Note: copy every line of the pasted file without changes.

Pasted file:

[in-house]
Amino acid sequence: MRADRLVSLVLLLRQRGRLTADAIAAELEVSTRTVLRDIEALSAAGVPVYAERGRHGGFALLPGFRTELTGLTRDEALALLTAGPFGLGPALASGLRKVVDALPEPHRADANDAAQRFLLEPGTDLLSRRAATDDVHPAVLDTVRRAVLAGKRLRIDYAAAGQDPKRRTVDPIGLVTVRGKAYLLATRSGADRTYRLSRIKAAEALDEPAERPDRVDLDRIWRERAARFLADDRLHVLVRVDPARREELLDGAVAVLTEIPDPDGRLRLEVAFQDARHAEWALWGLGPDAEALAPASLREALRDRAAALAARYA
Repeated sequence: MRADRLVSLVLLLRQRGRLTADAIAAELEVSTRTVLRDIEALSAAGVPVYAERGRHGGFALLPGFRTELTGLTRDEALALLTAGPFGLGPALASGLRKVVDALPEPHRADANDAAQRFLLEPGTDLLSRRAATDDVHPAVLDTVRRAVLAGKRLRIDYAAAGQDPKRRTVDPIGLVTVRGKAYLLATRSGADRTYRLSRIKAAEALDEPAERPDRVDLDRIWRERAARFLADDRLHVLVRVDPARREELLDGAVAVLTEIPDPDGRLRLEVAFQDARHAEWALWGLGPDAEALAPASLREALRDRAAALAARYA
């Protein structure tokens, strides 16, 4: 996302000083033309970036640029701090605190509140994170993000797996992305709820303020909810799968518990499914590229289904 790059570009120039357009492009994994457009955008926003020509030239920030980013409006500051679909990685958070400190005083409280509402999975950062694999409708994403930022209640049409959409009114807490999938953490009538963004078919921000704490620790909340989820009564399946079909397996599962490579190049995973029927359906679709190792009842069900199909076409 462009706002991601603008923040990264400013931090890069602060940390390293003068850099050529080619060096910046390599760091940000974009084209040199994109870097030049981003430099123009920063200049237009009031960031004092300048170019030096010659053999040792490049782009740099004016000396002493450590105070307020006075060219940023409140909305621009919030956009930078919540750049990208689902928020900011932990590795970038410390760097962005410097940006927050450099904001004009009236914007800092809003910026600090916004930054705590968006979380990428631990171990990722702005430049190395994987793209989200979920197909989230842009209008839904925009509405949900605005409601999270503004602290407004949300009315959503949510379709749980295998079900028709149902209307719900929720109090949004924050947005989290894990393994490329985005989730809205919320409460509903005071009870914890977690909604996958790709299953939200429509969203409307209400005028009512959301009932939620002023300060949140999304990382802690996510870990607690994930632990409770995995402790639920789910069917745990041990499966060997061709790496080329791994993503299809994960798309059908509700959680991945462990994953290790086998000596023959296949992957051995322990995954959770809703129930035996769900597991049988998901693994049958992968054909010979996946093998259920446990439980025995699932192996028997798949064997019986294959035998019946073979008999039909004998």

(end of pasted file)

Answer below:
[in-house]
Amino acid sequence: MRADRLVSLVLLLRQRGRLTADAIAAELEVSTRTVLRDIEALSAAGVPVYAERGRHGGFALLPGFRTELTGLTRDEALALLTAGPFGLGPALASGLRKVVDALPEPHRADANDAAQRFLLEPGTDLLSRRAATDDVHPAVLDTVRRAVLAGKRLRIDYAAAGQDPKRRTVDPIGLVTVRGKAYLLATRSGADRTYRLSRIKAAEALDEPAERPDRVDLDRIWRERAARFLADDRLHVLVRVDPARREELLDGAVAVLTEIPDPDGRLRLEVAFQDARHAEWALWGLGPDAEALAPASLREALRDRAAALAARYA
Repeated sequence: MRADRLVSLVLLLRQRGRLTADAIAAELEVSTRTVLRDIEALSAAGVPVYAERGRHGGFALLPGFRTELTGLTRDEALALLTAGPFGLGPALASGLRKVVDALPEPHRADANDAAQRFLLEPGTDLLSRRAATDDVHPAVLDTVRRAVLAGKRLRIDYAAAGQDPKRRTVDPIGLVTVRGKAYLLATRSGADRTYRLSRIKAAEALDEPAERPDRVDLDRIWRERAARFLADDRLHVLVRVDPARREELLDGAVAVLTEIPDPDGRLRLEVAFQDARHAEWALWGLGPDAEALAPASLREALRDRAAALAARYA
């Protein structure tokens, strides 16, 4: 996302000083033309970036640029701090605190509140994170993000797996992305709820303020909810799968518990499914590229289904 790059570009120039357009492009994994457009955008926003020509030239920030980013409006500051679909990685958070400190005083409280509402999975950062694999409708994403930022209640049409959409009114807490999938953490009538963004078919921000704490620790909340989820009564399946079909397996599962490579190049995973029927359906679709190792009842069900199909076409 462009706002991601603008923040990264400013931090890069602060940390390293003068850099050529080619060096910046390599760091940000974009084209040199994109870097030049981003430099123009920063200049237009009031960031004092300048170019030096010659053999040792490049782009740099004016000396002493450590105070307020006075060219940023409140909305621009919030956009930078919540750049990208689902928020900011932990590795970038410390760097962005410097940006927050450099904001004009009236914007800092809003910026600090916004930054705590968006979380990428631990171990990722702005430049190395994987793209989200979920197909989230842009209008839904925009509405949900605005409601999270503004602290407004949300009315959503949510379709749980295998079900028709149902209307719900929720109090949004924050947005989290894990393994490329985005989730809205919320409460509903005071009870914890977690909604996958790709299953939200429509969203409307209400005028009512959301009932939620002023300060949140999304990382802690996510870990607690994930632990409770995995402790639920789910069917745990041990499966060997061709790496080329791994993503299809994960798309059908509700959680991945462990994953290790086998000596023959296949992957051995322990995954959770809703129930035996769900597991049988998901693994049958992968054909010979996946093998259920446990439980025995699932192996028997798949064997019986294959035998019946073979008999039909004998």